Batch gradient descent and stochastic gradient descent have unique advantages and disadvantages when calculating gradient descent in machine learning. Let’s take a look at each:

Batch gradient descent | Stochastic gradient descent |
---|---|

Has a higher efficiency in computing | Takes more computing power |

Has a lower update frequency, leading to a more stable learning rate as it reaches 0.0. | Has a higher update frequency, leading to a faster learning rate and quicker insights into model performance. |

Since running the entire batch of data is slower, batch gradient descent can reach 0.0 without optimizing the coefficients. | Since SGD makes a prediction every step, it leads to more accurate predictions before reaching 0.0. |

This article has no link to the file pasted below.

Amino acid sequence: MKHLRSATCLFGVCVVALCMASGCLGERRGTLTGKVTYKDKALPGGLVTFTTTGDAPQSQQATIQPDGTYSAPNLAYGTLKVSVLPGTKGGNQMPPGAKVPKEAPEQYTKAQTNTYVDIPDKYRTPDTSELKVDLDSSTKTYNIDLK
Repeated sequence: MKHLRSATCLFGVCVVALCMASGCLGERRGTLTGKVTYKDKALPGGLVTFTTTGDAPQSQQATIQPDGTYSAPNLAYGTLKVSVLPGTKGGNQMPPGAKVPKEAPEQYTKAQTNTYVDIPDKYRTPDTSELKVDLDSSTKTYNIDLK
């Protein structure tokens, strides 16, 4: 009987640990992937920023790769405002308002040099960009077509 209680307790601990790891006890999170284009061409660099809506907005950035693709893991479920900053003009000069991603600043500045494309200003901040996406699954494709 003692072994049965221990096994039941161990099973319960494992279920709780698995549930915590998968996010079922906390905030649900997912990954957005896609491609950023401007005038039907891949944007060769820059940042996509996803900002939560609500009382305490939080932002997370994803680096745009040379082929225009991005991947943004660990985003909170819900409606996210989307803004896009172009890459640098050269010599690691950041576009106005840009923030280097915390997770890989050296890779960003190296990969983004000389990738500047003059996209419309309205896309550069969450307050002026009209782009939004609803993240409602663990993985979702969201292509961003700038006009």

More work to store in memory for large data sets because all data must fit. | Easier to run large data sets since SGD runs one training epoch at a time. |

Batch gradient descent is a common approach to machine learning, but stochastic gradient descent performs better on larger data sets.

If you need to use aspects of both batch gradient descent and SGD, consider using a method called mini-batch gradient descent that combines them. It still uses batches but breaks up a data set into small batches, each providing the updates from SGD as they perform gradient descent. It makes the learning of each batch quick while also remaining computationally fast. This method is standard in machine learning, the training of neural networks, and deep learning applications.